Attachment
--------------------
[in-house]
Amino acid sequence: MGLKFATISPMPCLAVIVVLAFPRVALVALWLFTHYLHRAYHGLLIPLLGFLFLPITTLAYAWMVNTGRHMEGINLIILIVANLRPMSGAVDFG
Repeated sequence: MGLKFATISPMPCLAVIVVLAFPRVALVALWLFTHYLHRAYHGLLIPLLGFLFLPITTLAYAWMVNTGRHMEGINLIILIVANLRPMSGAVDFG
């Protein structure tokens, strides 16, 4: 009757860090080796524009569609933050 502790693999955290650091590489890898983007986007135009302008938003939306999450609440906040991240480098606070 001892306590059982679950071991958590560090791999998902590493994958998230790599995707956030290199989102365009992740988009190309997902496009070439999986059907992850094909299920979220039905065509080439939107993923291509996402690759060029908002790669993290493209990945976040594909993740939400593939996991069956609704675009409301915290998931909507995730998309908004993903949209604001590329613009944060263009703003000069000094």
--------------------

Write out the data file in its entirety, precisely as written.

[in-house]
Amino acid sequence: MGLKFATISPMPCLAVIVVLAFPRVALVALWLFTHYLHRAYHGLLIPLLGFLFLPITTLAYAWMVNTGRHMEGINLIILIVANLRPMSGAVDFG
Repeated sequence: MGLKFATISPMPCLAVIVVLAFPRVALVALWLFTHYLHRAYHGLLIPLLGFLFLPITTLAYAWMVNTGRHMEGINLIILIVANLRPMSGAVDFG
């Protein structure tokens, strides 16, 4: 009757860090080796524009569609933050 502790693999955290650091590489890898983007986007135009302008938003939306999450609440906040991240480098606070 001892306590059982679950071991958590560090791999998902590493994958998230790599995707956030290199989102365009992740988009190309997902496009070439999986059907992850094909299920979220039905065509080439939107993923291509996402690759060029908002790669993290493209990945976040594909993740939400593939996991069956609704675009409301915290998931909507995730998309908004993903949209604001590329613009944060263009703003000069000094």